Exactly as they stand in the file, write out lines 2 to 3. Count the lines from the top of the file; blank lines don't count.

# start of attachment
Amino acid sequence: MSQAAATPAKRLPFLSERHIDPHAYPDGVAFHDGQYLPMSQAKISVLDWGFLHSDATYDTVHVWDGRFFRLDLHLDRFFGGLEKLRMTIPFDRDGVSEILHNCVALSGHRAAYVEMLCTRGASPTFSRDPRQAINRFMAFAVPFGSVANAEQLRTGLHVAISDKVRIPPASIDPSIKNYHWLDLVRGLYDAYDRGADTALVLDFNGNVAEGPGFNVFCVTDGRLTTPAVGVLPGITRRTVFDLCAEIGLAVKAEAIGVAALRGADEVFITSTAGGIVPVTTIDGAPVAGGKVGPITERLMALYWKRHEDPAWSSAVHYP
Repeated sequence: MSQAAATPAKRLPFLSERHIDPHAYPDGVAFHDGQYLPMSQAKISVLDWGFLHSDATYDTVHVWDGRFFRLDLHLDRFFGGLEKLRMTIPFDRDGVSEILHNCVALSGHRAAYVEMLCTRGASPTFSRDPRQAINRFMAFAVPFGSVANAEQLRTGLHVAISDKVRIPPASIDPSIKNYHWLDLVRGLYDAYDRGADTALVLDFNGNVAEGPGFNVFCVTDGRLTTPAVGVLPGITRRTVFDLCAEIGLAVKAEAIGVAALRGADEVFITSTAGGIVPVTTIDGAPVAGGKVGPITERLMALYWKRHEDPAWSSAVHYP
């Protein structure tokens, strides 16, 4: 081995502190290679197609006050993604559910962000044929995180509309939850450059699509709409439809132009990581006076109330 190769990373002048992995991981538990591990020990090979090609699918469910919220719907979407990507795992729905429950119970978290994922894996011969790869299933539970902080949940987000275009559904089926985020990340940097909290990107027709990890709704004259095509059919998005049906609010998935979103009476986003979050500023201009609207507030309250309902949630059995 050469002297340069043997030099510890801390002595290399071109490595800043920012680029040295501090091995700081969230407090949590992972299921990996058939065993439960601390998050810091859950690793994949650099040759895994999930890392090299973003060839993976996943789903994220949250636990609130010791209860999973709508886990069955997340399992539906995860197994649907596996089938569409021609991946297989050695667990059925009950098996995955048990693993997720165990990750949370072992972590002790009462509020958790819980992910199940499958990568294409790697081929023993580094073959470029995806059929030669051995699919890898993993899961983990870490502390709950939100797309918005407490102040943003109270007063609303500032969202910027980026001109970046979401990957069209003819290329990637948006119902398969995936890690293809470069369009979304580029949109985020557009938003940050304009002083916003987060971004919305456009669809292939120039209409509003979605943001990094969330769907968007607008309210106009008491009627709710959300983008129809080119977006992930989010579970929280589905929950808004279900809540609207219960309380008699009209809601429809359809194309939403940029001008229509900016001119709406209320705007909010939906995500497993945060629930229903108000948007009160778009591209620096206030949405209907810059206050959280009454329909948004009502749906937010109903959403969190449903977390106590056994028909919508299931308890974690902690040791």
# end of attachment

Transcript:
Repeated sequence: MSQAAATPAKRLPFLSERHIDPHAYPDGVAFHDGQYLPMSQAKISVLDWGFLHSDATYDTVHVWDGRFFRLDLHLDRFFGGLEKLRMTIPFDRDGVSEILHNCVALSGHRAAYVEMLCTRGASPTFSRDPRQAINRFMAFAVPFGSVANAEQLRTGLHVAISDKVRIPPASIDPSIKNYHWLDLVRGLYDAYDRGADTALVLDFNGNVAEGPGFNVFCVTDGRLTTPAVGVLPGITRRTVFDLCAEIGLAVKAEAIGVAALRGADEVFITSTAGGIVPVTTIDGAPVAGGKVGPITERLMALYWKRHEDPAWSSAVHYP
């Protein structure tokens, strides 16, 4: 081995502190290679197609006050993604559910962000044929995180509309939850450059699509709409439809132009990581006076109330 190769990373002048992995991981538990591990020990090979090609699918469910919220719907979407990507795992729905429950119970978290994922894996011969790869299933539970902080949940987000275009559904089926985020990340940097909290990107027709990890709704004259095509059919998005049906609010998935979103009476986003979050500023201009609207507030309250309902949630059995 050469002297340069043997030099510890801390002595290399071109490595800043920012680029040295501090091995700081969230407090949590992972299921990996058939065993439960601390998050810091859950690793994949650099040759895994999930890392090299973003060839993976996943789903994220949250636990609130010791209860999973709508886990069955997340399992539906995860197994649907596996089938569409021609991946297989050695667990059925009950098996995955048990693993997720165990990750949370072992972590002790009462509020958790819980992910199940499958990568294409790697081929023993580094073959470029995806059929030669051995699919890898993993899961983990870490502390709950939100797309918005407490102040943003109270007063609303500032969202910027980026001109970046979401990957069209003819290329990637948006119902398969995936890690293809470069369009979304580029949109985020557009938003940050304009002083916003987060971004919305456009669809292939120039209409509003979605943001990094969330769907968007607008309210106009008491009627709710959300983008129809080119977006992930989010579970929280589905929950808004279900809540609207219960309380008699009209809601429809359809194309939403940029001008229509900016001119709406209320705007909010939906995500497993945060629930229903108000948007009160778009591209620096206030949405209907810059206050959280009454329909948004009502749906937010109903959403969190449903977390106590056994028909919508299931308890974690902690040791």